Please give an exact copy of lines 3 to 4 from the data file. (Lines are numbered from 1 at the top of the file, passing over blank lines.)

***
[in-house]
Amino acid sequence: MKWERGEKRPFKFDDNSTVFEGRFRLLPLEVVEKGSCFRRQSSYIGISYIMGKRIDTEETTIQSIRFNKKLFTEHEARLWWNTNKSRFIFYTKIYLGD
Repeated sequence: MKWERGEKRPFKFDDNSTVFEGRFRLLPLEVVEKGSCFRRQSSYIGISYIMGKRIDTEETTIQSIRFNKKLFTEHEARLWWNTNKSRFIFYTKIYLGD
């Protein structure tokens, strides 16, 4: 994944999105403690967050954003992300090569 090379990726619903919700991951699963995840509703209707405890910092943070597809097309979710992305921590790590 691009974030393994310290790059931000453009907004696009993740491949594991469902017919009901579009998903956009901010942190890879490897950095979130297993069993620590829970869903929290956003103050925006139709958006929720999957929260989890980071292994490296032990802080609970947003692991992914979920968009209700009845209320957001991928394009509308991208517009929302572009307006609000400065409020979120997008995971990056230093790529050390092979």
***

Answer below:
Repeated sequence: MKWERGEKRPFKFDDNSTVFEGRFRLLPLEVVEKGSCFRRQSSYIGISYIMGKRIDTEETTIQSIRFNKKLFTEHEARLWWNTNKSRFIFYTKIYLGD
């Protein structure tokens, strides 16, 4: 994944999105403690967050954003992300090569 090379990726619903919700991951699963995840509703209707405890910092943070597809097309979710992305921590790590 691009974030393994310290790059931000453009907004696009993740491949594991469902017919009901579009998903956009901010942190890879490897950095979130297993069993620590829970869903929290956003103050925006139709958006929720999957929260989890980071292994490296032990802080609970947003692991992914979920968009209700009845209320957001991928394009509308991208517009929302572009307006609000400065409020979120997008995971990056230093790529050390092979």